Beijing Overhauls Electric Vehicle Incentives to Weed Out Cheaters
(Beijing) – Beijing is mulling a new incentive scheme for electric vehicle (EV) production to replace existing subsidies that have encouraged the design and manufacture of mediocre products, as experts cautioned that stronger supervision is needed to discourage more unscrupulous activity.
Emerging Chinese industries often go through boom-bust cycles, as companies rush to make products in areas where they have little or no experience, often to help meet central government targets. Such cycles often result in massive oversupply, as the market gets flooded with mediocre products that nobody wants.
China's EV industry has experienced such a rapid build-up, and Beijing is now trying to put the sector on solid footing by creating more targeted incentives that will reward true innovators and designers of quality products.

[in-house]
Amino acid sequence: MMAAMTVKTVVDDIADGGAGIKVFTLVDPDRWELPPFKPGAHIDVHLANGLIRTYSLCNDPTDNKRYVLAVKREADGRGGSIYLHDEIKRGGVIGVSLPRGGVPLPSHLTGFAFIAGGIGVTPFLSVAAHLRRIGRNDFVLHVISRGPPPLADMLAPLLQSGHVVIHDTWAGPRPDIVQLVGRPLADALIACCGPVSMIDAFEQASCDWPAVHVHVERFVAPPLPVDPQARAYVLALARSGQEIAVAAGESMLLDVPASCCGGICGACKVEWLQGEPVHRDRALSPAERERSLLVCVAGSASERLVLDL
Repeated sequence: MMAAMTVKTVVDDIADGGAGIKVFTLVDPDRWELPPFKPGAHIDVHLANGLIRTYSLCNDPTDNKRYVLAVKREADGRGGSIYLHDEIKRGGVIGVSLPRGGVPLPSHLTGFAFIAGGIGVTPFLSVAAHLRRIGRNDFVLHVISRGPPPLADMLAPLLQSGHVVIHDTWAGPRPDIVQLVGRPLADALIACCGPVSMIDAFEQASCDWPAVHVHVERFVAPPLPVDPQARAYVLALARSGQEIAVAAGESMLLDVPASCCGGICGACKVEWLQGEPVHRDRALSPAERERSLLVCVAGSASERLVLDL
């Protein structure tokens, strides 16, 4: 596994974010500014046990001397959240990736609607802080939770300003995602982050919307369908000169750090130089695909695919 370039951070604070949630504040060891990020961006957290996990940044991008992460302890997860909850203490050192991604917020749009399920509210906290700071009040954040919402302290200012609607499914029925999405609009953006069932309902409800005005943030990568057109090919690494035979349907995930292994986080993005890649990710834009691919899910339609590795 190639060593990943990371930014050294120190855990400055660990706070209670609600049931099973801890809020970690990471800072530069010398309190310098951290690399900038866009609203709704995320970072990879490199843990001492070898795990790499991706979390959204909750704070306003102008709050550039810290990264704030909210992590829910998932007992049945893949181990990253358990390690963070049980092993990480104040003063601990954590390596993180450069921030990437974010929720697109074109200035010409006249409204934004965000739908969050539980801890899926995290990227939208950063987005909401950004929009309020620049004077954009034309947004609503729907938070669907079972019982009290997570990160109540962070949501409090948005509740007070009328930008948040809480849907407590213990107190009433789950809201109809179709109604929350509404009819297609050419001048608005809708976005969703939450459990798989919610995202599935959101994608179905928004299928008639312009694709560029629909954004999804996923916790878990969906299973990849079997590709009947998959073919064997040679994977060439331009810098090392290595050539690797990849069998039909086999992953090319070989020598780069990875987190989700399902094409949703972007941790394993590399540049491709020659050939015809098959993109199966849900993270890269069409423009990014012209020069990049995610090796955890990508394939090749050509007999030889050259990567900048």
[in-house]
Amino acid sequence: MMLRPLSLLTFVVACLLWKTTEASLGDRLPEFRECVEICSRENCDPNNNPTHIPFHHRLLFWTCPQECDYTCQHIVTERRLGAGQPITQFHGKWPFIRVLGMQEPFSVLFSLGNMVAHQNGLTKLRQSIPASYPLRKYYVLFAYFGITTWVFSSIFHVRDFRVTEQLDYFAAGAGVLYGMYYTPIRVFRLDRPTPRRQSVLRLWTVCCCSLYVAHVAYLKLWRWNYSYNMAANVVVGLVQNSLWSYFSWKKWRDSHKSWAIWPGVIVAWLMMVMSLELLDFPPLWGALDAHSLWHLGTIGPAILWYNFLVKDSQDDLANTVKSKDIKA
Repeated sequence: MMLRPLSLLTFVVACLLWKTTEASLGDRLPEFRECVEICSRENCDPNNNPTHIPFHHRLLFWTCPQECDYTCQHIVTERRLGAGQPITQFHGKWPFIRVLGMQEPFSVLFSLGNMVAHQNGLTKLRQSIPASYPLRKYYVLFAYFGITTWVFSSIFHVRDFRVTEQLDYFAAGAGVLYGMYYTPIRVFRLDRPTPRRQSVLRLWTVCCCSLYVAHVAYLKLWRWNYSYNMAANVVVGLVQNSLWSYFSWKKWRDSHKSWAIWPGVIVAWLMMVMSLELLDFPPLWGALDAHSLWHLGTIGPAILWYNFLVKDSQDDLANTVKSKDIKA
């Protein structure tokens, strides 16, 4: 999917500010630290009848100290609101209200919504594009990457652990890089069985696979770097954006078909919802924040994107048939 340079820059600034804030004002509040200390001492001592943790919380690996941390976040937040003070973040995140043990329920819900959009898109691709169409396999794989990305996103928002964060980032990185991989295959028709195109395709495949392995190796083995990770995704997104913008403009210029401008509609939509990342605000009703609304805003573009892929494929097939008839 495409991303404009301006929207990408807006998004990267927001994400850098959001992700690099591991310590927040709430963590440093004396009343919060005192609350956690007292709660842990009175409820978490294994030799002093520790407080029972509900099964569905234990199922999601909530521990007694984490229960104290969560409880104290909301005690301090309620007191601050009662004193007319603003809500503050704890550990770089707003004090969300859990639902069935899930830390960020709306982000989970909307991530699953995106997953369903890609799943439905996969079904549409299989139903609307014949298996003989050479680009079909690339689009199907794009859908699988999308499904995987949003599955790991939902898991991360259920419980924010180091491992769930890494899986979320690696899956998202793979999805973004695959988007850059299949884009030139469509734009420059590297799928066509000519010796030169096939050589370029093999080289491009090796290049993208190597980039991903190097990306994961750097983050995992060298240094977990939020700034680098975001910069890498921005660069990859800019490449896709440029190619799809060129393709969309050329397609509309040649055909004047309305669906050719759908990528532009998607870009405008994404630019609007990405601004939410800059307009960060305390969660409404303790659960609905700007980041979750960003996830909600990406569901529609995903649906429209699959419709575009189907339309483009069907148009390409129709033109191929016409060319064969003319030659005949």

The National Development and Reform Commission (NDRC), the country's top economic planner, is considering a new system that would award EV makers credits which they can trade between each other, according to a document carrying the department's stamp that has circulated online since the beginning of this month.
Cai Yu, a vice director of the NDRC's office in Shenzhen, confirmed the authenticity of the document on August 21.
The new scheme would require car manufacturers to produce a certain percentage of electric or hybrid cars each year among their total output. Manufacturers would receive credits once they completed their quotas, and can sell excess credits to other companies that don't meet the requirements.
The system is modeled after the Zero Emission Vehicle (ZEV) program used by the state government of California in the United States since 1990, analysts said.
However, a person close to the policymaker warned that the government should strengthen regulation to prevent carmakers from taking advantage of the system. Government investigations have discovered that some companies claimed to produce electric cars in order to get lucrative government incentives and other subsidies. But in some cases it was later discovered that no production was actually taking place.
The NDRC will need at least six months and up to a year to flesh out details for the new incentive plan, the government source said.
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